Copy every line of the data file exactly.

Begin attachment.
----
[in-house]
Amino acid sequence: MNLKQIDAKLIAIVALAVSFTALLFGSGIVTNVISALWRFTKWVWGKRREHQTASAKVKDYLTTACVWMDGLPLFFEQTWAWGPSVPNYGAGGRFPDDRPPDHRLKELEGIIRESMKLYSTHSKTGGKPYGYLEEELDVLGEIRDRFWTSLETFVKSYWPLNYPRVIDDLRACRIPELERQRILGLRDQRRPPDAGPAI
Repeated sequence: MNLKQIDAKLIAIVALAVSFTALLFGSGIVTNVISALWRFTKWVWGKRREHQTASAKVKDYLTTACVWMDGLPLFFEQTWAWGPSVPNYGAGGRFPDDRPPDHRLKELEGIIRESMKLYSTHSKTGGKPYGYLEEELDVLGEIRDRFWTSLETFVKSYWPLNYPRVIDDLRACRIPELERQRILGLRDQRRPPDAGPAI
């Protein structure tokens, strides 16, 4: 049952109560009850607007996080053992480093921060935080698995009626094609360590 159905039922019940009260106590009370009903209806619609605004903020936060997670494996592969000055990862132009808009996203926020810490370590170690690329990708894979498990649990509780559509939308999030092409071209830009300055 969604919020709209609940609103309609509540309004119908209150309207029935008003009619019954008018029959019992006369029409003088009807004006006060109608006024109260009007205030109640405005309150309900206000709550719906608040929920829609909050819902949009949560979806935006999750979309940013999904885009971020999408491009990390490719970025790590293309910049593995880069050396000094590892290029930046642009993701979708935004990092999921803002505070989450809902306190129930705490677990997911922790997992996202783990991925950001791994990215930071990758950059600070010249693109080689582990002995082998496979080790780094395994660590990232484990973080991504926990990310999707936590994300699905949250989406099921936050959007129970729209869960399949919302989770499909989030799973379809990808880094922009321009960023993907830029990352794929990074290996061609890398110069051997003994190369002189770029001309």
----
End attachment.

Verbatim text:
[in-house]
Amino acid sequence: MNLKQIDAKLIAIVALAVSFTALLFGSGIVTNVISALWRFTKWVWGKRREHQTASAKVKDYLTTACVWMDGLPLFFEQTWAWGPSVPNYGAGGRFPDDRPPDHRLKELEGIIRESMKLYSTHSKTGGKPYGYLEEELDVLGEIRDRFWTSLETFVKSYWPLNYPRVIDDLRACRIPELERQRILGLRDQRRPPDAGPAI
Repeated sequence: MNLKQIDAKLIAIVALAVSFTALLFGSGIVTNVISALWRFTKWVWGKRREHQTASAKVKDYLTTACVWMDGLPLFFEQTWAWGPSVPNYGAGGRFPDDRPPDHRLKELEGIIRESMKLYSTHSKTGGKPYGYLEEELDVLGEIRDRFWTSLETFVKSYWPLNYPRVIDDLRACRIPELERQRILGLRDQRRPPDAGPAI
């Protein structure tokens, strides 16, 4: 049952109560009850607007996080053992480093921060935080698995009626094609360590 159905039922019940009260106590009370009903209806619609605004903020936060997670494996592969000055990862132009808009996203926020810490370590170690690329990708894979498990649990509780559509939308999030092409071209830009300055 969604919020709209609940609103309609509540309004119908209150309207029935008003009619019954008018029959019992006369029409003088009807004006006060109608006024109260009007205030109640405005309150309900206000709550719906608040929920829609909050819902949009949560979806935006999750979309940013999904885009971020999408491009990390490719970025790590293309910049593995880069050396000094590892290029930046642009993701979708935004990092999921803002505070989450809902306190129930705490677990997911922790997992996202783990991925950001791994990215930071990758950059600070010249693109080689582990002995082998496979080790780094395994660590990232484990973080991504926990990310999707936590994300699905949250989406099921936050959007129970729209869960399949919302989770499909989030799973379809990808880094922009321009960023993907830029990352794929990074290996061609890398110069051997003994190369002189770029001309």